e-mail us


Grim title hides dynamic view of societies’ core problem


By David Toole
Westview Press, 448 pages, $32


Though not intended, there is a profound irony in David Toole’s first book. It lies within the enormous gap between a title so uninviting and content that is so outstanding. A title that starts with Beckett (no cheery evening there) continues with Sarajevo, and ends with nihilism, tragedy and apocalypse clearly fails basic marketing -- maybe intentionally.

The work itself is so dynamic and compelling that it has the potential to get many people reading, and enjoying, a philosophical and theological approach to subjects we would rather stay away from. Such an accomplishment should not be easily dismissed. Given the intellectual terrain, the book’s accessibility is nothing short of remarkable: It is a must-read for graduate school seminars and every college-educated Christian.

Toole’s book is a major contribution to a world struggling, and failing, to reconcile the fundamental tenets of Christianity with a modernized -- some would say post-modernized -- materialist and secular world. Toole’s book is tragically timely as well. Waiting for Godot in Sarajevo is an important intervention (and alternative) to the cycle of crisis and punditry that our media-saturated society has devolved into. Rather than situation-specific, Toole’s work begins at the core problem upon which societies uneasily perch themselves as solutions: the meaninglessness of reality.

Toole is not the first to demonstrate that our technological sophistication and elaborate social rituals are only vain attempts to distance ourselves from a world that stubbornly resists giving the answer to existence. He is, however, able to make questioning these systems the domain of every Christian and not the privileged purview of the academic. Indeed, his discussion of the philosophical work of Freidrich Nietzsche is not only the clearest summary available, but also the most nuanced (though admittedly, the book’s one weakness is that the Nietzsche discussion threatens to overwhelm it at points). Upon this alone an intellectual could retire. Toole goes even further and provides the clearest explication to date on the writings of Michel Foucault, the problematic French historian.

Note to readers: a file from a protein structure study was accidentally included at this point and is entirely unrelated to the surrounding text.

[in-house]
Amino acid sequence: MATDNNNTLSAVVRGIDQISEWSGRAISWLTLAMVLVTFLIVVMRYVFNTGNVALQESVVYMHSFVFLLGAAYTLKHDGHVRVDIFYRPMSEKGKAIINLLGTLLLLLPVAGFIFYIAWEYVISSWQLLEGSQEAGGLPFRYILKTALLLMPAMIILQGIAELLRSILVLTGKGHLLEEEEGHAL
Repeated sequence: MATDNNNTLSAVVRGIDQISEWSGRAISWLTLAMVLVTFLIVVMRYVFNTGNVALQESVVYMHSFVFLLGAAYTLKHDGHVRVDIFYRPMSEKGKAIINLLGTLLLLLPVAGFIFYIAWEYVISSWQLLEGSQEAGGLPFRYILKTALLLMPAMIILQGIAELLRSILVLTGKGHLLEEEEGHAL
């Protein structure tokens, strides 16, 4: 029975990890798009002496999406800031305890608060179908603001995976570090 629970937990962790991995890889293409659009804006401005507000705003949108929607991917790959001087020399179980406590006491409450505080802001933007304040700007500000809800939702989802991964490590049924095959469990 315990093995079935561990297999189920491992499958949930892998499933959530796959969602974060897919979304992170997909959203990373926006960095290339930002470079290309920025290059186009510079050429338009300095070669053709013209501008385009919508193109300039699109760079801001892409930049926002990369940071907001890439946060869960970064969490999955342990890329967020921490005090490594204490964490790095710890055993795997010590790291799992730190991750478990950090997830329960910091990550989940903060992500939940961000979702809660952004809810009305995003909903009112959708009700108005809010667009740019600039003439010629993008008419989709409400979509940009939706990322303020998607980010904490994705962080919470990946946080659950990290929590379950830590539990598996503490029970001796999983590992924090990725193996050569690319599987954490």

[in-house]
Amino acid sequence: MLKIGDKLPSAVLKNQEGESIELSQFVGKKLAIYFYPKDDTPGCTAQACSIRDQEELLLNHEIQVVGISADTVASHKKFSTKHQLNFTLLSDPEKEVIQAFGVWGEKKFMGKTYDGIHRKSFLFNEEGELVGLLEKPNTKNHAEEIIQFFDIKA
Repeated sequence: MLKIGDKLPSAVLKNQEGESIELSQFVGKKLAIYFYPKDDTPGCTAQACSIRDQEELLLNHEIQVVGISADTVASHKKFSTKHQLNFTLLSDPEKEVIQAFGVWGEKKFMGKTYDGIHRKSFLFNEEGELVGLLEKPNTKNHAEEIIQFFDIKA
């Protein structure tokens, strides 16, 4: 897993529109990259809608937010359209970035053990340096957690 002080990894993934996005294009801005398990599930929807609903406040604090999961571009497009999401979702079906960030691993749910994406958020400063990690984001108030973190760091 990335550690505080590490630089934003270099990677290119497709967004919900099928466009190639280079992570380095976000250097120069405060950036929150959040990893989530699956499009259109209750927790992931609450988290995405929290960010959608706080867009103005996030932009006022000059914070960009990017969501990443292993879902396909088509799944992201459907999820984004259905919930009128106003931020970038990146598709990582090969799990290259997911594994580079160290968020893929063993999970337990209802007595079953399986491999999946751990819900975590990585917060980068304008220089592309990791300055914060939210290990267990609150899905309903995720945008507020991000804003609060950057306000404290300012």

Most important, these discussions are not done for their own sake, or as part of some historical review of philosophy. Toole gives his readers good cause to be pursuing these ideas, examining these philosophers thematically: as part of a provocative analysis of the philosophical underpinnings that ground our more dominant and invisible ideologies, and as a search for alternatives to our current politics of nihilism.

In positing Christianity as the most cogent and coherent alternative, Toole takes a very poetic and eclectic approach, weaving together philosophy, cultural commentary, theology and short fiction. He vividly portrays how the difficult answers Christianity provides are made possible by the powerful transcendence engendered in Christ’s love and example. Though not intentional, Toole’s work demonstrates why New Age alternatives and secular humanism are so popular: The love at stake in Christianity cannot be extricated from trial, struggle and sacrifice.

Christianity promises the way of the cross for everyone who wants to follow -- a fate we would all like to sidestep. Toole demonstrates, however, that Christianity does not end with a tragic formula, but an apocalyptic one -- and in the process, rescues the latter term from the connotations heaped upon it by rightwing fundamentalism.

Toole reintroduces the apocalyptic as an important but neglected dimension to which our discipleship can (must) aspire if the world is to be saved from the failures of the 20th century. Waiting for Godot in Sarajevo provides the means to reclaim a silenced but integral part of Christian spirituality.

Vincent F. Rocchio is a media scholar and independent filmmaker. His book, Cinema of Anxiety: A Psychoanalysis of Italian Neorealism, is published by the University of Texas Press.

National Catholic Reporter, December 17, 1999